Most importantly of all, I would like to thank you all for your great support over the last two weeks. All those working for IMI – myself included – devote a lot if not most of their free time to cover interesting events and write meaningful content for you to enjoy. It is our readership that makes this all worthwhile, and I know I speak not only for myself if I say that I am pleasantly surprised and deeply honoured that this many people are already reading our work.
On the 5th of April, the semi-official launch date of iminternational.nl, your views exceeded 500 without any form of marketing. We are very happy to have you as our viewership. Thank you.
We have three more articles coming up in the next week or so. Please like and share them as always; it helps us out massively. Most of our staff is also working on a long-term project. I cannot give you any real hints as of now, but I am sure it will be a shocking revelation!
Now for the reason why I am writing you directly. I do not normally believe it is the job of an editor to mingle in politics. However, when the values and principles which allow us to do our work, and you to engage in free discussions on the internet and elsewhere, are threatened, I have no choice but to speak up.
You probably are familiar with the Böhmermann case. Jan Böhmermann, a well-known German television satirist caused a diplomatic crisis when Turkish President Recep Tayyip Erdogan claimed Böhmermann’s recent work offended him deeply. It is illegal in Germany to offend foreign heads of state, and after great pressure from Turkey, Chancellor Merkel allowed an inquiry into the poem and a video titled Erdowie, Erdowo, Erdogan.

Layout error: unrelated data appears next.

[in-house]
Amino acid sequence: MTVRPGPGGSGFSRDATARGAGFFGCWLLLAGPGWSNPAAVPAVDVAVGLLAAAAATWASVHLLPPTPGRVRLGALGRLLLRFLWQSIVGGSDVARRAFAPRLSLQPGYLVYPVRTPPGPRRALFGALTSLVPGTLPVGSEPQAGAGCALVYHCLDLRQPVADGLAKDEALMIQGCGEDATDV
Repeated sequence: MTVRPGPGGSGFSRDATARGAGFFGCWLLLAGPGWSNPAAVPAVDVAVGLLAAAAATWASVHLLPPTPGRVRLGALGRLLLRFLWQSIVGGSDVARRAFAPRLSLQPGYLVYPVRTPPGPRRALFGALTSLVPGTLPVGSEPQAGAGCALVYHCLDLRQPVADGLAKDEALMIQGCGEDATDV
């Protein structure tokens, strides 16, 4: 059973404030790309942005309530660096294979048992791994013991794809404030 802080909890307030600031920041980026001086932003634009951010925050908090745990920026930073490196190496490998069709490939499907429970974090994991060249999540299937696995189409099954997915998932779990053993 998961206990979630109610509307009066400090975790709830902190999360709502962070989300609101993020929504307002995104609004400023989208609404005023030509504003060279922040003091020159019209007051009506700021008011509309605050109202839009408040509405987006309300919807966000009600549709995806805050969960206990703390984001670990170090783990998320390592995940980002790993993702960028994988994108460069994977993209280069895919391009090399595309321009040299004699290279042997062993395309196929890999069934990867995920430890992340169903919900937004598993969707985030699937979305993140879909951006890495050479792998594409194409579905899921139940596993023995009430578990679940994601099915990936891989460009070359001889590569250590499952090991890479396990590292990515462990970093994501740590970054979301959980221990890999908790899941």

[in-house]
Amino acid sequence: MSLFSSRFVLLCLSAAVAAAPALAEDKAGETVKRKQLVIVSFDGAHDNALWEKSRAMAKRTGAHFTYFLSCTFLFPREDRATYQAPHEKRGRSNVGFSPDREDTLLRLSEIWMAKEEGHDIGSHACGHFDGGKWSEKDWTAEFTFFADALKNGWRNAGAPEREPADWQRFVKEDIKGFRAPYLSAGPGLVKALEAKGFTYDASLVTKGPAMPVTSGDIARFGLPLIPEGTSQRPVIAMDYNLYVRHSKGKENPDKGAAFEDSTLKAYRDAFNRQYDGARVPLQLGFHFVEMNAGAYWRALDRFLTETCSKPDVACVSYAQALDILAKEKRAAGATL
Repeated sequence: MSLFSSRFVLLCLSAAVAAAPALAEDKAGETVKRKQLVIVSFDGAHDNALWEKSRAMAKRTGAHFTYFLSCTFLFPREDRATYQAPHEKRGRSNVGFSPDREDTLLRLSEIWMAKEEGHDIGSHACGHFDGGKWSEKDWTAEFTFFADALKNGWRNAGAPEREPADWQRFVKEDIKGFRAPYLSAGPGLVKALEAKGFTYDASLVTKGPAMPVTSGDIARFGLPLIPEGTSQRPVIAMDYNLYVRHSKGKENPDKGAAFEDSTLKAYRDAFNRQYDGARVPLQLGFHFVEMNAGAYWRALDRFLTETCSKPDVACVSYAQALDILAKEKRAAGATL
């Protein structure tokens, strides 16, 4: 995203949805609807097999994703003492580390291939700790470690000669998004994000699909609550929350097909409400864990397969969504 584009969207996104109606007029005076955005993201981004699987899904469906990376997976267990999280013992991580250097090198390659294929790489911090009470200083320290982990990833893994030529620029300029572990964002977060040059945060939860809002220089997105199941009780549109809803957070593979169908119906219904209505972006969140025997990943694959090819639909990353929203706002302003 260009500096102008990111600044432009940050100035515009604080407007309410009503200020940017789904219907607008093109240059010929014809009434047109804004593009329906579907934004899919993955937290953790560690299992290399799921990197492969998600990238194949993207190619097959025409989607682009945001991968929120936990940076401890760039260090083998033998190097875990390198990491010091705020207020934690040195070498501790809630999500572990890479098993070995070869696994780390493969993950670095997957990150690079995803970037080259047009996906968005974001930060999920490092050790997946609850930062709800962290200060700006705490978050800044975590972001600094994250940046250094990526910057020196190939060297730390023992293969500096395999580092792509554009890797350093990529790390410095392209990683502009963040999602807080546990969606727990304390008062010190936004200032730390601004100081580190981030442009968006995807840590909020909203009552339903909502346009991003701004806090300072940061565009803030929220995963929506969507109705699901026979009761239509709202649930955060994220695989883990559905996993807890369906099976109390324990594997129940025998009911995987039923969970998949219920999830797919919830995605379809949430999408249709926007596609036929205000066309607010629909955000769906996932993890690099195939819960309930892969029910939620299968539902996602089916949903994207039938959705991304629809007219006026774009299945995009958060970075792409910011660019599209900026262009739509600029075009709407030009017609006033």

Mrs Merkel has said she wants to revise the law, but as of now it still stands, meaning that Jan Böhmermann may possibly be convicted.
Here’s a little taste of what Böhmermann wrote about President Erdogan. The poem itself, unfortunately, has been taken offline.
I am not saying you should find the video sharp, ironic or even slightly amusing. It is, however, clear that free speech is under threat in Germany and in many other countries in Europe. Regardless of what you think of the video, do we really want the government to decide what we are (not) allowed to say? Or, in this case, have a foreign head of state, who is known for curbing free speech in his own country, to prevent German citizens from speaking their mind? Personally, I expect a thicker skin from world leaders.
Is this music video insulting? I think so, yes. But it is also a political opinion that should be protected by our governments. Sometimes an opinion can be insulting to others. Böhmermann and myself find Erdogan’s actions repulsive and deeply insulting. Does he not have the right to retaliate in his capacity as a TV satirist?
Feel free to disagree. I am looking forward to a lively Facebook discussion. However, if you want to voice your opinion and possibly help Böhmermann, who has been placed under police protection, please feel free to sign this petition.
Your grateful editor-in-chief
—-This article was amended on 23/04/16 to change a misspelling of “Böhmermann” —